Parents and teachers keep forgetting that fun is exactly what reading is supposed to give.

Good reading, like any satisfying work, produces fun. We whistle when we like our work. Tom Sawyer realized this when he conned his buddies into white-washing Aunt Polly's picket fence, turning a chore into fun. Like any effort, reading a new text may at first be a labor but should also quickly change to pleasure. At least, this process is what has made the classics last over the ages and turned difficult new works into classics, like the fiction of Henry James, James Joyce, Virginia Woolf, and the plays of Samuel Beckett.

In any good reading, one regularly finds satisfaction in epiphanies, moments of insight that leave lessons for a lifetime. An important one for my son occurred when David Copperfield thinks about what he had lost when he was 8 years old through his stepfather's cruelty: "God help me," David says, "I might have been improved for my whole life, I might have been made another creature perhaps, for life, by a kind word at that season."

Learning comes with realizing and absorbing truth. Reading that challenges inevitably teaches; it doesn't bore since it involves the reader. It helps one deal with everything from delight to disappointment and pain. It sets experience in perspective; it prompts a person to weigh familiar things and see some he has overlooked. It teaches us how to tell the difference between high quality and low. It makes us aware of moral and ethical conflicts, helps us distinguish between right and wrong, even provides the excitement of defying convention.

Reading helps with practical daily living--talking seriously, saying precisely what you mean, sharpening a sense of humor, getting to the heart of matters. It can help develop sensitivity and tolerance. It deepens personal relationships.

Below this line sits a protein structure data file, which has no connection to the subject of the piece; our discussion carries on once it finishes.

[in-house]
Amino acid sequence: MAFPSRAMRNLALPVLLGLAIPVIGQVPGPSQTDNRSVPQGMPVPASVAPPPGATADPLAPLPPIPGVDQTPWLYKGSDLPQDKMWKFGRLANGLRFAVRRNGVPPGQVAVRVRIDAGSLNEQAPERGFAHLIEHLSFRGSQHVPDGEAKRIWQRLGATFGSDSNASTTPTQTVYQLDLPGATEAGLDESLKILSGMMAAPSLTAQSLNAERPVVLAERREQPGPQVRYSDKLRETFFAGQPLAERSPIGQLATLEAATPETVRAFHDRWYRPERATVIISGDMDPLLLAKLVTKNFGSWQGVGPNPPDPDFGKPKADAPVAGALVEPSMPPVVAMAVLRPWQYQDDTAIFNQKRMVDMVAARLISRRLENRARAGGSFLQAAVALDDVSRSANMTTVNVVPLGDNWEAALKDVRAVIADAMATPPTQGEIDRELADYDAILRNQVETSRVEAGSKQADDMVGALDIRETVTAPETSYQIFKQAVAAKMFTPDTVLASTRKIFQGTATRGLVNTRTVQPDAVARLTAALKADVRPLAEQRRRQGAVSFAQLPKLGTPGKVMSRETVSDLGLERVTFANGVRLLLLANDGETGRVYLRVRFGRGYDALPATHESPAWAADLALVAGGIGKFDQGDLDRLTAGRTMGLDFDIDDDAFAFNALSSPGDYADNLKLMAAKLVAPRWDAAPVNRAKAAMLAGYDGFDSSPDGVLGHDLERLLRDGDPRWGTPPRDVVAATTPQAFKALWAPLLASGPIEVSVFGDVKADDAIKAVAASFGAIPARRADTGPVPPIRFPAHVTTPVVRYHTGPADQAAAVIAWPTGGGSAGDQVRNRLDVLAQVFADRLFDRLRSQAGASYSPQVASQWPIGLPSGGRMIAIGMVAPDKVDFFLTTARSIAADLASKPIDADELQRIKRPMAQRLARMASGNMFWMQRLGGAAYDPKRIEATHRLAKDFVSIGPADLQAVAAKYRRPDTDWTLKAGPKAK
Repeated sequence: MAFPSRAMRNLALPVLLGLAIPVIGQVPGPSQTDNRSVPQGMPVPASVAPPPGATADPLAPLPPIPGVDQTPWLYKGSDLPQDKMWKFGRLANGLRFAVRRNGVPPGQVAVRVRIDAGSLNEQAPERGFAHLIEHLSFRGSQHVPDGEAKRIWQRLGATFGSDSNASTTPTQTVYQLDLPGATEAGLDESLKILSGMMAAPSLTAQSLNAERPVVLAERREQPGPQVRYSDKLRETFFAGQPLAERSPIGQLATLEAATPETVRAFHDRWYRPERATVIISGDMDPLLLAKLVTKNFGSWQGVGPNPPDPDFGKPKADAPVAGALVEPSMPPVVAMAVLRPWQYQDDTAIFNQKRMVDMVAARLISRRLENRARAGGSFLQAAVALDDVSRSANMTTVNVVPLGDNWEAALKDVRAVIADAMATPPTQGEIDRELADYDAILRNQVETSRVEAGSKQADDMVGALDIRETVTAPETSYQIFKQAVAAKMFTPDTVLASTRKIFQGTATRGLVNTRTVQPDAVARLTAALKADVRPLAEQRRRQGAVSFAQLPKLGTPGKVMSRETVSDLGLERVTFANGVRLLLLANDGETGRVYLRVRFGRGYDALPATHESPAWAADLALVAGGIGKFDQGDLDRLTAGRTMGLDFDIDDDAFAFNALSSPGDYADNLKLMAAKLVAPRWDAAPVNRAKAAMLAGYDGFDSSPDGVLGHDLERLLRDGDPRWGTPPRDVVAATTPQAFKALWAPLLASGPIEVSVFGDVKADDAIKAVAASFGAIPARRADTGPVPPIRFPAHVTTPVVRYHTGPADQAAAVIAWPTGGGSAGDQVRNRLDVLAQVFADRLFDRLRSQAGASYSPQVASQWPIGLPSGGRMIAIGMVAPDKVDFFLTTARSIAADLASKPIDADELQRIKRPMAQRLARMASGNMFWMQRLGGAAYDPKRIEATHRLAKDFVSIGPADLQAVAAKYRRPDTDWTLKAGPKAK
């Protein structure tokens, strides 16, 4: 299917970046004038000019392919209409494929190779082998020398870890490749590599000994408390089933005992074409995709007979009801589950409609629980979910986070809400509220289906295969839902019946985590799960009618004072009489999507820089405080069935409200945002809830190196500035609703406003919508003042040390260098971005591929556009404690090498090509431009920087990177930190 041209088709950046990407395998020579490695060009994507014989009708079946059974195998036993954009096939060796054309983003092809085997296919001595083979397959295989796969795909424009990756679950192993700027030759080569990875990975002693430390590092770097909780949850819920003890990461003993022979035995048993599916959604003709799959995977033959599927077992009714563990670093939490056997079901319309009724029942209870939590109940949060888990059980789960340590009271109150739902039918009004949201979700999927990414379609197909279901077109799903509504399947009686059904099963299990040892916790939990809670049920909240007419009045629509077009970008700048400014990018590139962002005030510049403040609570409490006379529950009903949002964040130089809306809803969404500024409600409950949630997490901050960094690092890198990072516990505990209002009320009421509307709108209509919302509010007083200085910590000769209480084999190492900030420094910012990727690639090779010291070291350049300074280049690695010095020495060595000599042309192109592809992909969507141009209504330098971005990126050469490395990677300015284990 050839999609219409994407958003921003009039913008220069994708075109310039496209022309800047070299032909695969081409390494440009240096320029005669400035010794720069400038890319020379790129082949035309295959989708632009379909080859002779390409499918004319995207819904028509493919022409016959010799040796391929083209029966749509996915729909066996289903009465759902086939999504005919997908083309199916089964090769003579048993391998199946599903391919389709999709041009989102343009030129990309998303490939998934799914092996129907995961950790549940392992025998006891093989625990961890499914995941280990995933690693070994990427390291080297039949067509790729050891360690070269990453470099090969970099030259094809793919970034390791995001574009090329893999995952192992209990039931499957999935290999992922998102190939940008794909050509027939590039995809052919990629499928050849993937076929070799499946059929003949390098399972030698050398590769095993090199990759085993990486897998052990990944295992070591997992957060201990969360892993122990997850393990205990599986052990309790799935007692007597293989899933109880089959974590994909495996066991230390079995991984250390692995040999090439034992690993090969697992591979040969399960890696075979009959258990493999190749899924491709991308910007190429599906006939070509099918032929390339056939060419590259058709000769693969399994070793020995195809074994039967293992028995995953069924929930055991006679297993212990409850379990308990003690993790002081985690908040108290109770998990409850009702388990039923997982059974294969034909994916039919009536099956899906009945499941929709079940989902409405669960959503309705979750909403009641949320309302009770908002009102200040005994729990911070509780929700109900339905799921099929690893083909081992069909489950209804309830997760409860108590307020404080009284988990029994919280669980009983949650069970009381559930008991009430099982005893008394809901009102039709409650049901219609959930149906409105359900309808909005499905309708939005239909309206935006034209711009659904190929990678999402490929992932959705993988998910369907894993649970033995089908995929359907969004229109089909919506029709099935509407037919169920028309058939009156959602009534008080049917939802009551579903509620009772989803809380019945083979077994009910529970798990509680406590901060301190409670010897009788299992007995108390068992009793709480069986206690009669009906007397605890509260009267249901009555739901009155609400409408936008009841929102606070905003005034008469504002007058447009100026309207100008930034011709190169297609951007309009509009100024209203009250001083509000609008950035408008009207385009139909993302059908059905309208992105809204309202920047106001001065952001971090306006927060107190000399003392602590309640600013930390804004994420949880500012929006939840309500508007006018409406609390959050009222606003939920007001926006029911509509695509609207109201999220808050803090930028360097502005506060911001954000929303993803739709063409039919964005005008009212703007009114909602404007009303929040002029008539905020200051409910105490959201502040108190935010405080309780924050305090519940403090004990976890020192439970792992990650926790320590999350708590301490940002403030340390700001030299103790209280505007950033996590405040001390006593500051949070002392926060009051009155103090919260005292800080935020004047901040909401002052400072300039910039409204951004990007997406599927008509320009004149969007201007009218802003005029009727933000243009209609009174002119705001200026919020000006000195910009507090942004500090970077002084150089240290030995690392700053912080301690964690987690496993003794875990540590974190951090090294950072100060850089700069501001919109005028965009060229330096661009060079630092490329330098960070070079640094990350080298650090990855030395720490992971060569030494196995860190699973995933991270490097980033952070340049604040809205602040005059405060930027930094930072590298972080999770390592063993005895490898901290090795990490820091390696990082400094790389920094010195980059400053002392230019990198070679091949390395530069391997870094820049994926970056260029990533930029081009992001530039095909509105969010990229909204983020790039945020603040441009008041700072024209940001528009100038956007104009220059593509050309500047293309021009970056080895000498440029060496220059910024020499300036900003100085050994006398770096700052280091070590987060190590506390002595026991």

Productive reading always gets the reader to commit himself to the text. Unfortunately, we often try to promote reading deceptively, by salesmanship, by offering irrelevant inducements. "Read at least six books this summer," urged a local library bulletin, "and you'll receive free books; discount coupons for CDs, tapes, and other merchandise."

We should commend the library and merchants for putting books alongside compact disks as sources of pleasure. But such projects may be self-defeating. Bernard Malamud has a short story about a high school dropout who became a neighborhood hero when he announced that he was going to read 100 books over the summer. He read not even one and felt bitter shame in the fall.

Reading for fun requires that we attend and respond to the words on the page. Finding pleasure in reading rarely comes from busywork or from skimming a text. High school teachers in summer seminars I've taught used Robert Frost's "Birches" to assign research on trees, canoes, the poet's biography, metrics, symbols, hidden meanings. They didn't read Frost for fun themselves or know how to teach their students to do so.